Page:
- They have a special word (colados) for people who try to do really bad on the poll on purpose, in an effort to receive the benefits.
- According to the most recent government data, there are more than 35 million personas registradas in the database. There are only 48 million in the whole country! The majority of people that you see out and about are in there, whether added personally or by their parents. Just a fraction are actually approved for the program.
This SISBEN informative video, found on the front page of their website, highlights how cheating the system by some takes benefits away from those in need.
EPS (Entidadas Promotoras de Salud) are the insurers that provide public health insurance to the rest of the residents of the country. EPS’s are associated with different public healthcare providers that offer their services to the insured. An EPS plan is compulsory for all Colombians, who are not covered under SISBEN.
EPS plans are offered by many insurance companies, such as Suramericana (SURA), Nueva, Coomeva. The cost of the EPS plan is 12.5% of one’s gross monthly salary. The EPS plans offer coverage to family members and dependents of the insured.
EPS plans are also available to foreigners in Colombia. To become eligible for an EPS plan, you need a cédula (local ID). With an EPS plan, you are assigned a local health center as your primary care facility (called a Instituto Prestador de Salud), although your primary care physician can change. I have always used EPS Sura and found them to be great to deal with. The co-pay for a doctor’s visit is surprisingly low, usually around 9,000 COP ($3 USD). You must see a GP first, before being referred to a specialist. Over the years, I have been a little bit frustrated with some perceived inefficiencies in the health care system here in Medellín, however, generally the care has been quite good and it has undoubtedly been inexpensive.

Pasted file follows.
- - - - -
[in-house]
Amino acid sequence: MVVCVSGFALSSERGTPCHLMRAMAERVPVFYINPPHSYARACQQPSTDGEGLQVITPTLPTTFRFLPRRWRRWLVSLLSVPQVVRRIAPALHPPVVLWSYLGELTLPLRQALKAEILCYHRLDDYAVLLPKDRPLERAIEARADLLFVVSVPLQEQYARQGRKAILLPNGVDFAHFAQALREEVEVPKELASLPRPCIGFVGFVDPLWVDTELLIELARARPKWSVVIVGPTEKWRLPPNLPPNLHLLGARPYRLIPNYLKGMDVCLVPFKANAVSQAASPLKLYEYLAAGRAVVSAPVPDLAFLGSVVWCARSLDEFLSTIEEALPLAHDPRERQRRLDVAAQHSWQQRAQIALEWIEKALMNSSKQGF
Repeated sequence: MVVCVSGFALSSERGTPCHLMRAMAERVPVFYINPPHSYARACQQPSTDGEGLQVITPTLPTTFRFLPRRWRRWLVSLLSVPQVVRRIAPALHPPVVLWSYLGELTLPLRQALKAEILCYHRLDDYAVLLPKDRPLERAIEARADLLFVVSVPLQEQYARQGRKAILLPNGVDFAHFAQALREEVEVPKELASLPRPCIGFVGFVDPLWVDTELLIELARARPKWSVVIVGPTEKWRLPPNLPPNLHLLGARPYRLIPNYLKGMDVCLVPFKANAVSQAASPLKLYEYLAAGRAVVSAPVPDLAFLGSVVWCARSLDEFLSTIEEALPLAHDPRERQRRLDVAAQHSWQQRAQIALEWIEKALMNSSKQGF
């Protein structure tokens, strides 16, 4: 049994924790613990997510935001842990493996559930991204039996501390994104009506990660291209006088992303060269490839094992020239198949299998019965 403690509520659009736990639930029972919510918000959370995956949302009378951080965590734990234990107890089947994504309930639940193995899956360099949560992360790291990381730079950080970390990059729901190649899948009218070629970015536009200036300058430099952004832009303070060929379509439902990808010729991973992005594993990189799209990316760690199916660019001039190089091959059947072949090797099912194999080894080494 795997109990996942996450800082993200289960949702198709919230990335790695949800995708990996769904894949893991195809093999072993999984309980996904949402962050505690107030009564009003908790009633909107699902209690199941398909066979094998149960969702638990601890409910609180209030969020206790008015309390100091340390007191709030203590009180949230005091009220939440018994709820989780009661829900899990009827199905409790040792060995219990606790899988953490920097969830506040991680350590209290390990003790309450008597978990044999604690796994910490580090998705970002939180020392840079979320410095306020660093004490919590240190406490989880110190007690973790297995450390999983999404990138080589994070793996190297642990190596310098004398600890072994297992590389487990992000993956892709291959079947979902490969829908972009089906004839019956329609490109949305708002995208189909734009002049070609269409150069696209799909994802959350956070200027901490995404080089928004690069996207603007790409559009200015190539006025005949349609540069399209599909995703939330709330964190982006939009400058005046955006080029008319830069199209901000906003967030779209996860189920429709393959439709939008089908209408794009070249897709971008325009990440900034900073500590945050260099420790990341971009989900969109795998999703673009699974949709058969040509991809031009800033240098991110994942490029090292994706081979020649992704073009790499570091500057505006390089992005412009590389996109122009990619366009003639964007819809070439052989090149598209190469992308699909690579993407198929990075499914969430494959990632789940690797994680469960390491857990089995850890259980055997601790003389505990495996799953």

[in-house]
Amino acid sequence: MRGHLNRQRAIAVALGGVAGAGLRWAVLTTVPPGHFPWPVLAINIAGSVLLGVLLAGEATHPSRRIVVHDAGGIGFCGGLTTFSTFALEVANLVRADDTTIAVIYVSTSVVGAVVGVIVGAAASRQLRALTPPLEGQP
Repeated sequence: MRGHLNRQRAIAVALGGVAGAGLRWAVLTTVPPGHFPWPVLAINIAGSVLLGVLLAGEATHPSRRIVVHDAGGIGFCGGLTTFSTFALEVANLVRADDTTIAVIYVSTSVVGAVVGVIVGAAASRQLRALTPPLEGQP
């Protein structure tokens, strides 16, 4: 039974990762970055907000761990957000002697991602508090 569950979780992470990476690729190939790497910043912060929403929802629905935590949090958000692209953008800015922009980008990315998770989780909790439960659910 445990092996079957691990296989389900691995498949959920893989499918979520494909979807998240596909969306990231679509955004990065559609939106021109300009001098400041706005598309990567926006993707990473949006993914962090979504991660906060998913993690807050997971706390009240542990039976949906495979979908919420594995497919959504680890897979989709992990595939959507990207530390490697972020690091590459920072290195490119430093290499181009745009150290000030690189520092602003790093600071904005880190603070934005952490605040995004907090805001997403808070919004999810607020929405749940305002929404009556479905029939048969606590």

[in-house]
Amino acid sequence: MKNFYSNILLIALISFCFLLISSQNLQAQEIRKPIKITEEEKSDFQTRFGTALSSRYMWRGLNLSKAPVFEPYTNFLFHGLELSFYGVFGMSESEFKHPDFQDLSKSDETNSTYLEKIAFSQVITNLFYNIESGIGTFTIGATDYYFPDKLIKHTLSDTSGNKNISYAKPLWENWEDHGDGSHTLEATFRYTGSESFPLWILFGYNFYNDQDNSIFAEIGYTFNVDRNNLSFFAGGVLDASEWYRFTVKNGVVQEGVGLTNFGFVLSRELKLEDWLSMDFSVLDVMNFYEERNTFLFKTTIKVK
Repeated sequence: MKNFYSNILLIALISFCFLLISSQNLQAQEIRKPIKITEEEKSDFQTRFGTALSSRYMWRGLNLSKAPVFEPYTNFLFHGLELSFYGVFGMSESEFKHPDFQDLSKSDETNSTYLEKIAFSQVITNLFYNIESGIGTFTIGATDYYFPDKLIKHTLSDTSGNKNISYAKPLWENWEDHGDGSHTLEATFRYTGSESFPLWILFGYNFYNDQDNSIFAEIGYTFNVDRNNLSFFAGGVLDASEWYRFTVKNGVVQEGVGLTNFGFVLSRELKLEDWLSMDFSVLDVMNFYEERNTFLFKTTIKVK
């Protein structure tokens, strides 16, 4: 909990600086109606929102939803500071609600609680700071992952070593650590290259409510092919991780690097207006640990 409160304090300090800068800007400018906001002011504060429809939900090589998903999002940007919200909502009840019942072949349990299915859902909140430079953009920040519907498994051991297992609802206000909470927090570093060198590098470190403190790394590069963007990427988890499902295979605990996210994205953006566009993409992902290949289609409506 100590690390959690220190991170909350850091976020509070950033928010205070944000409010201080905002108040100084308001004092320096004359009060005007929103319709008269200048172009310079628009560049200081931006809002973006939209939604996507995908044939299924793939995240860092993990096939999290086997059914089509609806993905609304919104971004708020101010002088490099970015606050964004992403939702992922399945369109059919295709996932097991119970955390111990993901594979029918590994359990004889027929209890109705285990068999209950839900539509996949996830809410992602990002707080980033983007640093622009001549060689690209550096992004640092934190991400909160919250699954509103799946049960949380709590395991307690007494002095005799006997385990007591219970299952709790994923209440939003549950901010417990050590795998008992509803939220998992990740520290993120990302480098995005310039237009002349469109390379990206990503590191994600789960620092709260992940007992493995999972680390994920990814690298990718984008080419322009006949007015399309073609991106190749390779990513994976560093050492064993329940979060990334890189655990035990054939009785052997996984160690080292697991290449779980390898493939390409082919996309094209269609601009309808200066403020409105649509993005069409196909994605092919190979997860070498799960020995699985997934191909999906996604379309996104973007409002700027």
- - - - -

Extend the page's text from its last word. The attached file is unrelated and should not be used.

Translated as “prepaid medicine”, this is private health insurance that offers more benefits than the basic EPS plan. The premium for Prepagada plans depends upon different factors like the type of plan, age, and any pre-existing medical conditions. These types of plans are often purchased in addition to an EPS plan, as a form of supplementary coverage.
You only need to provide your passport or cédula to obtain a Prepagada plan. People over the age of 60 are not eligible for a Medicina Prepagada plan; they are restricted to the EPS plan options.
Some foreigners might be drawn to this supplementary coverage because, generally, there is no need to get a referral to see specialists, you are usually attended to in a timely fashion, and the best doctors in the country are said to work with patients in these types of plans.
Companies like Coomeva, Suguros Falabella, and Suramericana offer Prepagada plans.
The Nation’s Best Hospitals